When Caroline Crumpacker announces, “I give to thee this world of mine. Undone . . . Redone. . . ,” believe her. Her poetic interrogations of corporeality blast narrative pieties. Everything you thought you knew multiplies. These poems reconfigure sensation and understanding so that we can recognize more of our modular reactions to the world. Read her and thank her.
— GE Patterson
Caroline Crumpacker’s long-anticipated debut book of poems, Astrobolism, delivers a tour-de-force of pleasure and principle. Its poetry dissects, strokes and unveils felt and thought experience with an almost essayistic flair that sparks across the page. Think Dorothy Parker, Elizabeth Bishop and Marianne Moore with a child and a job in an era when “death is coming in all wrong” and “where the sky burns with production.” Reading Crumpacker’s work is an experience at once mercurial, enlightening and like meeting an astute and loving friend for coffee where “it’s OK to talk this way” as in poetry.
— Lee Ann Brown
In these profound yet seductively ethereal poems, Caroline Crumpacker homes in on the tragic paradoxes of contemporary life: to gain is not always to have; knowledge does not equal safety; providing for our children might imperil the future of our kind. Though the poems could be called political, they would more accurately be described as metaphysical. How the material and spiritual come together and diverge—how we make between our bodies and our minds some sort of meaning. “The history of the body as a solitude/ rather than an infinitude,” she writes. Poems here are elegies and odes; many are aubades: a new day, a new morning (or mourning). To talk about this book is to talk about the human, and to talk about the human is to talk about the world. We live in a beautiful world. Caroline Crumpacker has written an incomparably beautiful (and also deeply mournful) book.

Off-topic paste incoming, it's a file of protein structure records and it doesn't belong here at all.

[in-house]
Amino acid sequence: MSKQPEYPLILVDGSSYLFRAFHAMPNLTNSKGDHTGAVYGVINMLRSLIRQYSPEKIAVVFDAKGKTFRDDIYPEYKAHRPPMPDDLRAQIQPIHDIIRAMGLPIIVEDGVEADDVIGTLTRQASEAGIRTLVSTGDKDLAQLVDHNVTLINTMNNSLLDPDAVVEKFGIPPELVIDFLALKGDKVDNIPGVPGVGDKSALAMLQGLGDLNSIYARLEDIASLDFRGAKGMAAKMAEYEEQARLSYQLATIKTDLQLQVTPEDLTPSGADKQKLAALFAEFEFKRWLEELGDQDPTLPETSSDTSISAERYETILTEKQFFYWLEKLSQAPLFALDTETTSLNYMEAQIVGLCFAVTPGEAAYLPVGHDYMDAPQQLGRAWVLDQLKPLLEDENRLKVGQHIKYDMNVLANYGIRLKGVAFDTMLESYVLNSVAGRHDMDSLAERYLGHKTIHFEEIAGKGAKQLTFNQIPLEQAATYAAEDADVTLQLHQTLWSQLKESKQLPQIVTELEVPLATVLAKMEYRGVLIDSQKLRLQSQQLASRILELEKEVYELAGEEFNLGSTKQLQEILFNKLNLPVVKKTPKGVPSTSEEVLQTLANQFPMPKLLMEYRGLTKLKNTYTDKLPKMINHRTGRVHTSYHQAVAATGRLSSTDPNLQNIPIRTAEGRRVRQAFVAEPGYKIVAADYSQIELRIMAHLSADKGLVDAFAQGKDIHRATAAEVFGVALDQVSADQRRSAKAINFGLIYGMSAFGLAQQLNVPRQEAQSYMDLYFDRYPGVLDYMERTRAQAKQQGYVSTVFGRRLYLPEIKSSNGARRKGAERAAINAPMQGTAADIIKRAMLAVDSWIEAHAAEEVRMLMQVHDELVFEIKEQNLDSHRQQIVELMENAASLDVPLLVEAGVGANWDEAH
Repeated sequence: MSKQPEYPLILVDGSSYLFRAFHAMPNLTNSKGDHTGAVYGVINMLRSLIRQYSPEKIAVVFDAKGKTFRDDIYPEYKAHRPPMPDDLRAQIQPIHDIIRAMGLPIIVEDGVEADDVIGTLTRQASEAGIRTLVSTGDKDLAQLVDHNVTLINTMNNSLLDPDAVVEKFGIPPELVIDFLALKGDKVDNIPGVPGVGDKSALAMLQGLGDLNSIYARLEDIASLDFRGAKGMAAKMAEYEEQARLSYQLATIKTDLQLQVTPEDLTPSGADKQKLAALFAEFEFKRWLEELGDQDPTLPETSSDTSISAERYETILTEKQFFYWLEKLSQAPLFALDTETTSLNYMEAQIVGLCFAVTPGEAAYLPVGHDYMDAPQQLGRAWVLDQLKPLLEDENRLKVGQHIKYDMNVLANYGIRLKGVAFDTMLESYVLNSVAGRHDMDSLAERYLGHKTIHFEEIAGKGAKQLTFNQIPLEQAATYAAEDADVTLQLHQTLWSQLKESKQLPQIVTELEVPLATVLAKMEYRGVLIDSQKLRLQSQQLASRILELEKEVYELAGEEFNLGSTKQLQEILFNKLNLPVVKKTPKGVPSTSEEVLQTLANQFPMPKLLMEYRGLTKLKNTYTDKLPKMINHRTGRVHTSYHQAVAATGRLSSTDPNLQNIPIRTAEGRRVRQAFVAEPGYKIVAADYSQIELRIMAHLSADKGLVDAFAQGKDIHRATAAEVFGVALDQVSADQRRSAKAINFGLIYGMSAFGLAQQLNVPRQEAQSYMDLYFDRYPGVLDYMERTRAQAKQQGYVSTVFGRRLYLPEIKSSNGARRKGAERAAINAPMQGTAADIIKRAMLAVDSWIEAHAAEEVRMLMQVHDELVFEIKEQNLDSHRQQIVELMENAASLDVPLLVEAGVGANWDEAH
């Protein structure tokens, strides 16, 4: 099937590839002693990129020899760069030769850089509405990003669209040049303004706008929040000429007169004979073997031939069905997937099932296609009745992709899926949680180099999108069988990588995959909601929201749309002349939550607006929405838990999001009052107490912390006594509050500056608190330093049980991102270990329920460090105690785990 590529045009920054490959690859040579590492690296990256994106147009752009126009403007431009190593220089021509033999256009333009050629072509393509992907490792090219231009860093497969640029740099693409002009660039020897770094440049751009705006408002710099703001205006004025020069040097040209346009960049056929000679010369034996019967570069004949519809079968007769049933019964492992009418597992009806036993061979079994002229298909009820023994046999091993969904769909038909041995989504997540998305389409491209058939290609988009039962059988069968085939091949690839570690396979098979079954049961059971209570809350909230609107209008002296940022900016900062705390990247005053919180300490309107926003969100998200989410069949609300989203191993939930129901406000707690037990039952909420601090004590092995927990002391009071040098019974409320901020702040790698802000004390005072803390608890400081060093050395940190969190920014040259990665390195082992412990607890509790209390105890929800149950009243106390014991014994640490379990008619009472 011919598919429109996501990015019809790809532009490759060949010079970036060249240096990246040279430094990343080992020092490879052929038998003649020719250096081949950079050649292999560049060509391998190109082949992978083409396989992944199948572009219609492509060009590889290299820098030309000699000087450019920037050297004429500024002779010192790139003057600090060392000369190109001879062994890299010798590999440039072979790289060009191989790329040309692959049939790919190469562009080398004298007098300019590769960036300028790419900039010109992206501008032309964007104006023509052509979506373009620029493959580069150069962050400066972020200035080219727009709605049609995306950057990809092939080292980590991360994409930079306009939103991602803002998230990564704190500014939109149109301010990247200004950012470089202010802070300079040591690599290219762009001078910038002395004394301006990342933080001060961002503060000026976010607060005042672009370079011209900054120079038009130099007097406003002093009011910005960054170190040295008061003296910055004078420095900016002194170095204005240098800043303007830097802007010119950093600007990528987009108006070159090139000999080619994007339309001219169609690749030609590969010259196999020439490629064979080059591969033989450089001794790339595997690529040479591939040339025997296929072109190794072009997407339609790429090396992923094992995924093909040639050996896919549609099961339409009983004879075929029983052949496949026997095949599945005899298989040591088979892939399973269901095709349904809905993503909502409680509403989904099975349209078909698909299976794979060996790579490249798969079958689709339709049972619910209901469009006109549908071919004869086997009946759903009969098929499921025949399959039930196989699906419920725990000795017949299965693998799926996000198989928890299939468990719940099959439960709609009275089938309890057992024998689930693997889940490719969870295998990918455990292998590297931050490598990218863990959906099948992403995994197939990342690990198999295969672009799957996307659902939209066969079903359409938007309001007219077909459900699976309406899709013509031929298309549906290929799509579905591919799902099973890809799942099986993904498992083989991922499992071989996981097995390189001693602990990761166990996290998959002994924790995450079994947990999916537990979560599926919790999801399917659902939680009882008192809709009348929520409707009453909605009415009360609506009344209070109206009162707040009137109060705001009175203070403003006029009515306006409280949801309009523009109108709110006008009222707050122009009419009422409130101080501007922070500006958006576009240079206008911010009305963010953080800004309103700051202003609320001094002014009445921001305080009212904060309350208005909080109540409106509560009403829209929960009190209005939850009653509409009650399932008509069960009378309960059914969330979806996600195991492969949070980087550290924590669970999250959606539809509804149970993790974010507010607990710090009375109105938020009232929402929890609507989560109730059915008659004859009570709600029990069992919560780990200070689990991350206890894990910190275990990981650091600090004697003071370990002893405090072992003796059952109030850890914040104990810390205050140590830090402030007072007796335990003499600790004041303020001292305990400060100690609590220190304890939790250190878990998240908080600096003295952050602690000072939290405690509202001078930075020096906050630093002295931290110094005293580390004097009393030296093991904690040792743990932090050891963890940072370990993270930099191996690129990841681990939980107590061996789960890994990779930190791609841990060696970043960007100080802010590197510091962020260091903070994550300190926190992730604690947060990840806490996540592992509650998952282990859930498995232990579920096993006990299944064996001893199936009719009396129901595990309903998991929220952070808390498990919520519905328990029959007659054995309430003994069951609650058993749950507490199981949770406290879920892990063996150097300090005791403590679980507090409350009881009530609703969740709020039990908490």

— Katy Lederer
If Caroline Crumpacker’s Astrobolism was a dinner party, it would be one in which everyone’s clothing is worn inside out revealing the trace of every single hand that contributed to its manufacture. The gallantries elicited by swag conversation would turn riotous without warning, because every noun would be in a state of perpetual derailment, slipping and siding around into the displacement that underlies any mechanism of understanding. Guests would create astounding works of brilliant art only to be toppled by the revelation of its impact on the fevered footprint of the earth’s extinction. Everyone’s grief would be freely expressed; everyone’s outrage perfectly aligned with an end point. And all of this would be happening on a fast moving train because “Home is everywhere. Departure is everywhere.” And everyone is invited, because everyone is already here. So go ahead, read this book and while you’re at it, ravish the diminutive enter the body-tastic and go go go.
— Kristin Prevallet
Caroline Crumpacker lives with her daughter Coco and her partner Roberto Rossi in Red Hook, NY. A bit further upstate, she runs The Millay Colony for the Arts, an artists’ residency program and arts center. Caroline was a founding Poetry Editor of Fence magazine, an editor of the French/American online magazine DoubleChange, and a contributing editor for Circumference magazine. She is currently a member of the Belladonna* Collaborative, and she is the author of the chapbooks Recherche Theories (Etherdome Press, 2010), The Institution in Her Twilight (Dusie Kollektiv, 2011) and Upon Nostalgia (Belladonna*, 2011). Her poetry, translations, essays, and reviews have also appeared in numerous magazines and anthologies including The Talisman Anthology of Contemporary Chinese Poetry (Talisman, 2008), American Poets in the 21st Century: The New Poetics (Wesleyan University Press, 2007), Not For Mothers Only (Fence Books, 2007), and Love Poems by Younger American Poets (Verse Press, 2004).